“Menon…that is a fine joke!” her father’s weak giggle escaping his lips.
“Joke?” said Menon, his mouth full with the gigantic bite, “I am serious. I would like to see your daughter in a sari.”
Pinky felt a vein in her head throb at the sound of the crunching samosa. She looked at the bowl of ketchup. The glass of water. The pot of caucasia. One of this she would choose. And then enduring the pins tearing into her body, step by step, towards the man, and his imbecilic son, and then she would wreak havoc. She would teach the men a lesson on what more a woman was capable of.
Her mother intervened, “We don’t have saris in the house. Why don’t the two kids visit the park and get to know each other?”
The good thing about being sent out on a romantic getaway to the nearby park, at a time when even the homeless gave it a quick miss was that Pinky could finally access to her phone.
She grabbed her phone, and raced out, almost weeping in relief at being re-united. She’d not even bothered to shed the palace wear. She sorted through the deluge of good morning messages, until she reached Sumanth’s chat. It was in all caps, with too many exclamations, “Five Modules down. What did you do? Deepak is losing it!”
PINKY. It was a disembodied sound, and she looked skywards. Perhaps a divine entity was here to save her? But the followup giggle destroyed her hopes. It was Vishnu, her earthly lame-ass appointed soul mate, who seemed temporarily blessed with the power of speech. Or worse, mistook her for his beloved arthropod? She sat down on a garden bench, and quickly searched for a six-legged creature that she could herself befriend.
“What?” she said to Vishnu as she typed her response in Whatsapp, Can you and Afreen help. Please. I will come to office in an hour. That was a lie. Even if she started now….
“Tell me about yourself!” His voice was unpleasantly high-pitched. “Or should I start?”
The sun bore relentlessly on her head, the dress was like a heat sink. Waves of nausea were hitting her. Was the weather trying to murder her? And what was that smell? A dead rat?
Vishnu had inched into her personal space, his unmasked body odour was an combination of sweat and hair oil. She looked at his lips on an impulse, immediately regretting it. Bubbles of enthusiasm collected beside the embankments of his chapped lips.
“Are you OK?” he asked. Perhaps he was thinking of resuscitating her. Mouth to Mouth and stuff. The thought revived her instantly.
“Oh, I’m fine. Why don’t you go first,” she said, the words tumbling out of her, before her mouth sealed shut. She’d suffocate herself to death than drown in stale air.
“Well. Ok. Where should I begin. I live in the US, as you know. And my hobbies are driving. And I go to work everyday. I work at AMEX. Then when I’m home, I cook. Watch TV. “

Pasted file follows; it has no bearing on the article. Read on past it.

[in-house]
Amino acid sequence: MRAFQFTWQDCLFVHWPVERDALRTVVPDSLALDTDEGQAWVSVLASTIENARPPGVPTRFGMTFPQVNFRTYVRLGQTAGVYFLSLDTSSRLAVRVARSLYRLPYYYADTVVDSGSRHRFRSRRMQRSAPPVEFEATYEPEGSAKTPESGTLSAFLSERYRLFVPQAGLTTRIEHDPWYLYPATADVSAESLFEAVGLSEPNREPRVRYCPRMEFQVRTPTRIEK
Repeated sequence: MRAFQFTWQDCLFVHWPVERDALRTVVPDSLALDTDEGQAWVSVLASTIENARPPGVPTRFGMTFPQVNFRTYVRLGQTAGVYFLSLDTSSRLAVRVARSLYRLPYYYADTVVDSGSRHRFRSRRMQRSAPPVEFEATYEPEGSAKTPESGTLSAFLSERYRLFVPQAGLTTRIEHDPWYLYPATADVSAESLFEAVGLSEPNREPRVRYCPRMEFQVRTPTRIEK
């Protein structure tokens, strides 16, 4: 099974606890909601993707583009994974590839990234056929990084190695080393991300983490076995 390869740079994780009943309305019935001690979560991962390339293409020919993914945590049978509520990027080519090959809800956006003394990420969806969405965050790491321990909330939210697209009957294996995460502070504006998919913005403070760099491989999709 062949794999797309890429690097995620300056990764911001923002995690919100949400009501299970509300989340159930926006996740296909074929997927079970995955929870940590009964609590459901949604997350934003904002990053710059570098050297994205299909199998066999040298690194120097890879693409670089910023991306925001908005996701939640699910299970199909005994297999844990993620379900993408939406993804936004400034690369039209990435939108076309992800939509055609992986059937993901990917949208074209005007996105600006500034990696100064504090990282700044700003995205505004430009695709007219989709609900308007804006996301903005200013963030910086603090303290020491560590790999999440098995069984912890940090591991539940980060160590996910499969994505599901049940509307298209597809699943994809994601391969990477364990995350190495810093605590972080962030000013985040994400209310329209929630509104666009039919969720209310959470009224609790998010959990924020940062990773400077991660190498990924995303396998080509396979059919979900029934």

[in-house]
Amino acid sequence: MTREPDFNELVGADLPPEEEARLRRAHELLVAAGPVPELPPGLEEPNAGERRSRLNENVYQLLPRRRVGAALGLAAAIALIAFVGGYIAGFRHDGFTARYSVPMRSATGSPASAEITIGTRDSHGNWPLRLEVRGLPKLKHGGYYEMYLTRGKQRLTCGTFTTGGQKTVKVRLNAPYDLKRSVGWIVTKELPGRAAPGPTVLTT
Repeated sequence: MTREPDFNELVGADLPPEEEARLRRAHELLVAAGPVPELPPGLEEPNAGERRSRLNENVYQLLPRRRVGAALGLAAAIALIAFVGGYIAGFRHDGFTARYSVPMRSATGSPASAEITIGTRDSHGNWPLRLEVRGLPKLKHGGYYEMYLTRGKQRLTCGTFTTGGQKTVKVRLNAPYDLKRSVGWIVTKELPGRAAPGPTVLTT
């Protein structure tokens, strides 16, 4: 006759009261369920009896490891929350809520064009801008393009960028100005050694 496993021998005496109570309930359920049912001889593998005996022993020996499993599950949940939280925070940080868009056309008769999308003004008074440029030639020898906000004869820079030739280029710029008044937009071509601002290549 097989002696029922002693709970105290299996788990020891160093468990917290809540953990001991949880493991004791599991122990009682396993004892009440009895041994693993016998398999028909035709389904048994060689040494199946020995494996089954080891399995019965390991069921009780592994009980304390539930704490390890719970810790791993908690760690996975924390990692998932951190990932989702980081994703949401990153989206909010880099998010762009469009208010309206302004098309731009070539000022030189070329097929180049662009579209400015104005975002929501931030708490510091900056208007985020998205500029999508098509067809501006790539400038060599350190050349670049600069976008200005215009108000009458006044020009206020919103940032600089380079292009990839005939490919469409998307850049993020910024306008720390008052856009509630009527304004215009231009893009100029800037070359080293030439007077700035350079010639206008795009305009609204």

She checked her phone again. Her manager had stopped calling her at least. But Sumanth was panicking. I can’t find Afreen. Who will test it?
“What else would you like to know?” said Vishnu.
“Huh… Oh…umm…weekend life?” She said, regretting the length of that sentence. The flow of foul air was immediate. She had to stick to monosyllables.
“Weekends…I am working, mostly. But if no work…TV. Simple,” he said, grinning at the joke that was his life. What about you?”
She sized the guy up. He was probably in India merely to subscribe to the Indian wife channel, she thought. And when he gets it, he’d need a translator. She considered her own reply. Tennis, salsa, part-time MBA, after-office guitar class. But to mention all of that seemed…perilous, to say the least. But why say anything at all? She wasn’t going to see him again. “I love music,” she managed, coughing almost at the effort. She took a gasp of air from the further end of the garden bench. Then they sat for an entirety of six minutes, not a chirpy bird to interrupt the silence.
It was probably the heat. But Pinky finally blurted it, “I…don’t think this will work out.”
Vishnu eyes grew slowly, then darted, first to his feet then towards her, a quick back and forth that was almost weirdly comical. His eyes finally stabilized in front of her, “I…I have a Benz car.”
Pinky wondered how that was relevant. “That’s…nice,” she replied.
The silence returned, as strongly as the heat. Somewhere, a leaf considered falling, dry and hopeless.
“Do you have a boyfriend?” asked Vishnu.
“No” said Pinky. Vishnu mouth and eyes seem to bulge, as if he had gulped down that fly, and some more, and was about to choke it all out. Perhaps he preferred she had a boyfriend. Would be a good excuse to tell the father. The Major’s son had been unmarried too long. They were desperate. She should probably feel sorry for the guy.
The major wouldn’t let this go, of course. The man was vengeful as he was manipulative. And the worst part was that he lived practically next door.
Read Chapter 2 here.